A curious memo may halt spending on many earmarks intended for federal agencies.
OMB Director Jim Nussle issued a memo Oct. 23 detailing conditions that must be met for agencies to spend earmarks embedded in the fiscal year 2009 continuing resolution, which also contains the Defense, Homeland Security and Veterans’ Affairs appropriations.
In order for an agency to allocate funding for an earmark, the earmark must meet three conditions. They are:
1. It must have been in the FY 2008 appropriations bill;
2. It must continue in 2009 and beyond (no one-time, non-recurring projects or grants); and
3. The affected agency must be able to spend the entire earmark in one year, 2009.
We imagine several federal managers will be scratching their heads when this memo lands on their desk. The five-page document is heavy on government jargon and cites multiple executive orders. It also references two U.S. Supreme Court cases, including Cherokee Nation v. Leavitt, in which the Court declared that language in congressional committee reports isn’t legally binding.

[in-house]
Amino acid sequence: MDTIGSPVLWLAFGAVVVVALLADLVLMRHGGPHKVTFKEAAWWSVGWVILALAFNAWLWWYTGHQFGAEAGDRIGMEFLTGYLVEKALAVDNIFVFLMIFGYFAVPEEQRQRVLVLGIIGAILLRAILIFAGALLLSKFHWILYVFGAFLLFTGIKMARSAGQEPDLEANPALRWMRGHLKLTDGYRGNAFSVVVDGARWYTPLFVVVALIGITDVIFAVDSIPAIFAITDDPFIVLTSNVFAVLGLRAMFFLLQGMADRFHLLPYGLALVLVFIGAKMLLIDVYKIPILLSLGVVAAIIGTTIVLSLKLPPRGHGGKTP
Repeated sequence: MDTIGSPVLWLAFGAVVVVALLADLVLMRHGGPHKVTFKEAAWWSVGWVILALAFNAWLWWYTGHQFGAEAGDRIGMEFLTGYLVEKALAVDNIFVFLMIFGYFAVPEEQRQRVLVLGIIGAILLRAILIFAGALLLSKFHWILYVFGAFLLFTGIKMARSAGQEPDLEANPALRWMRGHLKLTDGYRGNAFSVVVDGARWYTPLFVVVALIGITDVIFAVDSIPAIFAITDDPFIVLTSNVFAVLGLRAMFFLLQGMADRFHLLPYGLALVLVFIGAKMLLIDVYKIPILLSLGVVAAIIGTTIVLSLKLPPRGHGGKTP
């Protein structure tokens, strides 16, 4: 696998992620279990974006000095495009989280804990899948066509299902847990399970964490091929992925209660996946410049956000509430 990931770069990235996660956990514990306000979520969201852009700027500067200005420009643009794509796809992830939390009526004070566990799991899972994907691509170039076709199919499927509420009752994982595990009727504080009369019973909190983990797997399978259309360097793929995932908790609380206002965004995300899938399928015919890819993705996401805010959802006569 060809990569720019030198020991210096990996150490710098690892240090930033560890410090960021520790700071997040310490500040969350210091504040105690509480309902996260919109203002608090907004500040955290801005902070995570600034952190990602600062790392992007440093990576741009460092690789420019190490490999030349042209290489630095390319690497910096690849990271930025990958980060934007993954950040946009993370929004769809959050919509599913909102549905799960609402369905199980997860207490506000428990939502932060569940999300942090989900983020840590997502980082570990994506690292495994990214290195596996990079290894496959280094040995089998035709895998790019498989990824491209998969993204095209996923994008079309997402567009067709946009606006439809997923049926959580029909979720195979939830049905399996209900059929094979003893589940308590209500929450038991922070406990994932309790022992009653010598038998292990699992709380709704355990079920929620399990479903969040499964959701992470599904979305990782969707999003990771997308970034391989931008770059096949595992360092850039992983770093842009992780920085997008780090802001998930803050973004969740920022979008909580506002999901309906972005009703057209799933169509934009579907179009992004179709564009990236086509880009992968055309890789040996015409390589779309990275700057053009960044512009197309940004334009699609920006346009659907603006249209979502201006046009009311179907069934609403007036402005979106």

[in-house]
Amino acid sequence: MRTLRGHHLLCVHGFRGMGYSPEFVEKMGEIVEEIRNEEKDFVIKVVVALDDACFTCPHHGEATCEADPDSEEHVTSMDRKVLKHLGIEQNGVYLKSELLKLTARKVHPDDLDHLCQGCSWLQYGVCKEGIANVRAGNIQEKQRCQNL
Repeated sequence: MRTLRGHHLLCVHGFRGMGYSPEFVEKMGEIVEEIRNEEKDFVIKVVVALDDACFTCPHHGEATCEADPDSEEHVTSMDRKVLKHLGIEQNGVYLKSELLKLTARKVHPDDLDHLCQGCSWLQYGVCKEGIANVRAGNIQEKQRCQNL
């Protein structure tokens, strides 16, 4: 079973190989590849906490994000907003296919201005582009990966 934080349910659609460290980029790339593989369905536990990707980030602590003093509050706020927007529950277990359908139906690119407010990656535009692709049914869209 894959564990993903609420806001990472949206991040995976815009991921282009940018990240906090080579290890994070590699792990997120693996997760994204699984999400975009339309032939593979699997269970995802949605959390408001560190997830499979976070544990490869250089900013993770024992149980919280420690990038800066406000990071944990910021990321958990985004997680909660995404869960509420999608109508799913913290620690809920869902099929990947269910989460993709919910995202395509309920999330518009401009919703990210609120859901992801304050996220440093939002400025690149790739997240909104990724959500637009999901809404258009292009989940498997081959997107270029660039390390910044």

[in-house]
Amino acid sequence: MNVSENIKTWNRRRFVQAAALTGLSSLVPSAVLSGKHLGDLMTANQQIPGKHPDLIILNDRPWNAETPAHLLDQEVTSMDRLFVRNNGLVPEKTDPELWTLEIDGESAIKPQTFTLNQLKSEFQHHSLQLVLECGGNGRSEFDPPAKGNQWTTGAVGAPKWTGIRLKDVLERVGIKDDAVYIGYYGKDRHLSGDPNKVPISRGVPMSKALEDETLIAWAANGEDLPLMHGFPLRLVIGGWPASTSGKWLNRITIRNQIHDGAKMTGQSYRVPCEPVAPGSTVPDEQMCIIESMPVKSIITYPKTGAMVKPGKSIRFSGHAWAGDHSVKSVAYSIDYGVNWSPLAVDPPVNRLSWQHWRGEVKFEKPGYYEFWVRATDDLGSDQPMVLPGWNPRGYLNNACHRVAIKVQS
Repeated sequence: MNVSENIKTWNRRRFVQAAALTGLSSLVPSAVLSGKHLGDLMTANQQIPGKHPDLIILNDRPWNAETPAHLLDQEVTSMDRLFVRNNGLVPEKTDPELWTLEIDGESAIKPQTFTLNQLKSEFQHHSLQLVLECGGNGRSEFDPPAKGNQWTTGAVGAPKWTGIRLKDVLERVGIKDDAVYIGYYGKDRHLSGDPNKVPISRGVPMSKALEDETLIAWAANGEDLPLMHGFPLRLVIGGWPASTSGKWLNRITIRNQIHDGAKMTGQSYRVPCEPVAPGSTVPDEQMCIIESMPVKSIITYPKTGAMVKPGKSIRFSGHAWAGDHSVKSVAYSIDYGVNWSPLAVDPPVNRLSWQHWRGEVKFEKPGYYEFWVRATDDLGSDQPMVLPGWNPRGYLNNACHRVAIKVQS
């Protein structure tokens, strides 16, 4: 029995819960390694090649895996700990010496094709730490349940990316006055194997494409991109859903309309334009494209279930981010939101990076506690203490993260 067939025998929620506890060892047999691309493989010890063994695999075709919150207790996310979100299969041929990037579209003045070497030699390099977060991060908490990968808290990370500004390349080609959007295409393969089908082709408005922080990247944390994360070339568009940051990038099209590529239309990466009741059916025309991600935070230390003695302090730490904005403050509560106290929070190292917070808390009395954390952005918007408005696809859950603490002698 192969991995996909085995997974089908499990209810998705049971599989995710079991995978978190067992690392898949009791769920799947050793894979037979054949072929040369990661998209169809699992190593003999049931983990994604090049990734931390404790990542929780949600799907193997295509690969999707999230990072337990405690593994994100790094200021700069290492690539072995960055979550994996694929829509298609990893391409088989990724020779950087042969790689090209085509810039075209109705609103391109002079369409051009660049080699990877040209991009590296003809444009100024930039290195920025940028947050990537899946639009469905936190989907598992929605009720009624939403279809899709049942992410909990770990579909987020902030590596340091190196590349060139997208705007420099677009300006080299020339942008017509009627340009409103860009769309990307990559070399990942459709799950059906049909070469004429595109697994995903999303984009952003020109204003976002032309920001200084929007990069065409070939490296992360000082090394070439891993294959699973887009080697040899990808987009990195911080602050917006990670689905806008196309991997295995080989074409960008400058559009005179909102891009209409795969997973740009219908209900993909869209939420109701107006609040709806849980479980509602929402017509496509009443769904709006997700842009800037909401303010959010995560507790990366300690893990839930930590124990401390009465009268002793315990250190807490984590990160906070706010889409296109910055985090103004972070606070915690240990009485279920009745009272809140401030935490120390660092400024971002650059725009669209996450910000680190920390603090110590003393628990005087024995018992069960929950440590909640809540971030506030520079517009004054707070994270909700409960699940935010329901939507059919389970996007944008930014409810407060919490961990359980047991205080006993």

It appears this memo is part of the Bush administration’s efforts to preserve executive powers. In past years, President Bush’s signing statements for appropriations bills and CRs have listed passages the president takes issue with on grounds that they threaten the separation of powers. It looks like the same is being done here.
For more on this story, see the Nov. 10 issue of Federal Times.